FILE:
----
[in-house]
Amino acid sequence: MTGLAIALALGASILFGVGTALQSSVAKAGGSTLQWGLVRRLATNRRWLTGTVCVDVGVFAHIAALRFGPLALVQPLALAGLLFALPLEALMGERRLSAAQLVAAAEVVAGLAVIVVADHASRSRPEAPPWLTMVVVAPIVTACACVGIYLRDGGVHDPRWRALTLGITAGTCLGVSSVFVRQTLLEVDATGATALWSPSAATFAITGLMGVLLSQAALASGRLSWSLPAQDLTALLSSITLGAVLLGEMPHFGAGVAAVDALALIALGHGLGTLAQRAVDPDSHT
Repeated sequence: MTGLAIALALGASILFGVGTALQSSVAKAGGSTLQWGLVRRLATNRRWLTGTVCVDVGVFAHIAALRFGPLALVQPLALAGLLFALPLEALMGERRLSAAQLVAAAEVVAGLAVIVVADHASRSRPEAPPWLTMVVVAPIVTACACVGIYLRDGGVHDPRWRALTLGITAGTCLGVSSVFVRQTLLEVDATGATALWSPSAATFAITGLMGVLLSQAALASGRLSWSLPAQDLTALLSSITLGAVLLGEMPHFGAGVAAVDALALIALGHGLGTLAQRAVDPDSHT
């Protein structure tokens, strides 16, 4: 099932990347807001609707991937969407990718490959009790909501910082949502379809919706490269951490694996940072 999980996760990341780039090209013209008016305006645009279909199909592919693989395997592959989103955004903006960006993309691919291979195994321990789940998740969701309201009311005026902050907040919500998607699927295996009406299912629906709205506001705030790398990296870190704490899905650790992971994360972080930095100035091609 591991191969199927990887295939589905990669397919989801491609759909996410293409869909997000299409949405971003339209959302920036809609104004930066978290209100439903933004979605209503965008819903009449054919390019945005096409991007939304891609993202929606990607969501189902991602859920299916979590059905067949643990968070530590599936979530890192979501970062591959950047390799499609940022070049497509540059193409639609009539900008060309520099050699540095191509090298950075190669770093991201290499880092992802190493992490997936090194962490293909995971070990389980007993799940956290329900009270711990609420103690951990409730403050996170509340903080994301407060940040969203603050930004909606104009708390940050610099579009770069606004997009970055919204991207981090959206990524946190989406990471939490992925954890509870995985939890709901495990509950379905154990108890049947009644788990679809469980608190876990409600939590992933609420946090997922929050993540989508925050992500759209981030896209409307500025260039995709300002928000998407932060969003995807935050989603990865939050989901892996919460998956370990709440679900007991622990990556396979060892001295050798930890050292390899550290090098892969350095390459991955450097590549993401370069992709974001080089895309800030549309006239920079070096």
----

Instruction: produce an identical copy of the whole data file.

[in-house]
Amino acid sequence: MTGLAIALALGASILFGVGTALQSSVAKAGGSTLQWGLVRRLATNRRWLTGTVCVDVGVFAHIAALRFGPLALVQPLALAGLLFALPLEALMGERRLSAAQLVAAAEVVAGLAVIVVADHASRSRPEAPPWLTMVVVAPIVTACACVGIYLRDGGVHDPRWRALTLGITAGTCLGVSSVFVRQTLLEVDATGATALWSPSAATFAITGLMGVLLSQAALASGRLSWSLPAQDLTALLSSITLGAVLLGEMPHFGAGVAAVDALALIALGHGLGTLAQRAVDPDSHT
Repeated sequence: MTGLAIALALGASILFGVGTALQSSVAKAGGSTLQWGLVRRLATNRRWLTGTVCVDVGVFAHIAALRFGPLALVQPLALAGLLFALPLEALMGERRLSAAQLVAAAEVVAGLAVIVVADHASRSRPEAPPWLTMVVVAPIVTACACVGIYLRDGGVHDPRWRALTLGITAGTCLGVSSVFVRQTLLEVDATGATALWSPSAATFAITGLMGVLLSQAALASGRLSWSLPAQDLTALLSSITLGAVLLGEMPHFGAGVAAVDALALIALGHGLGTLAQRAVDPDSHT
């Protein structure tokens, strides 16, 4: 099932990347807001609707991937969407990718490959009790909501910082949502379809919706490269951490694996940072 999980996760990341780039090209013209008016305006645009279909199909592919693989395997592959989103955004903006960006993309691919291979195994321990789940998740969701309201009311005026902050907040919500998607699927295996009406299912629906709205506001705030790398990296870190704490899905650790992971994360972080930095100035091609 591991191969199927990887295939589905990669397919989801491609759909996410293409869909997000299409949405971003339209959302920036809609104004930066978290209100439903933004979605209503965008819903009449054919390019945005096409991007939304891609993202929606990607969501189902991602859920299916979590059905067949643990968070530590599936979530890192979501970062591959950047390799499609940022070049497509540059193409639609009539900008060309520099050699540095191509090298950075190669770093991201290499880092992802190493992490997936090194962490293909995971070990389980007993799940956290329900009270711990609420103690951990409730403050996170509340903080994301407060940040969203603050930004909606104009708390940050610099579009770069606004997009970055919204991207981090959206990524946190989406990471939490992925954890509870995985939890709901495990509950379905154990108890049947009644788990679809469980608190876990409600939590992933609420946090997922929050993540989508925050992500759209981030896209409307500025260039995709300002928000998407932060969003995807935050989603990865939050989901892996919460998956370990709440679900007991622990990556396979060892001295050798930890050292390899550290090098892969350095390459991955450097590549993401370069992709974001080089895309800030549309006239920079070096």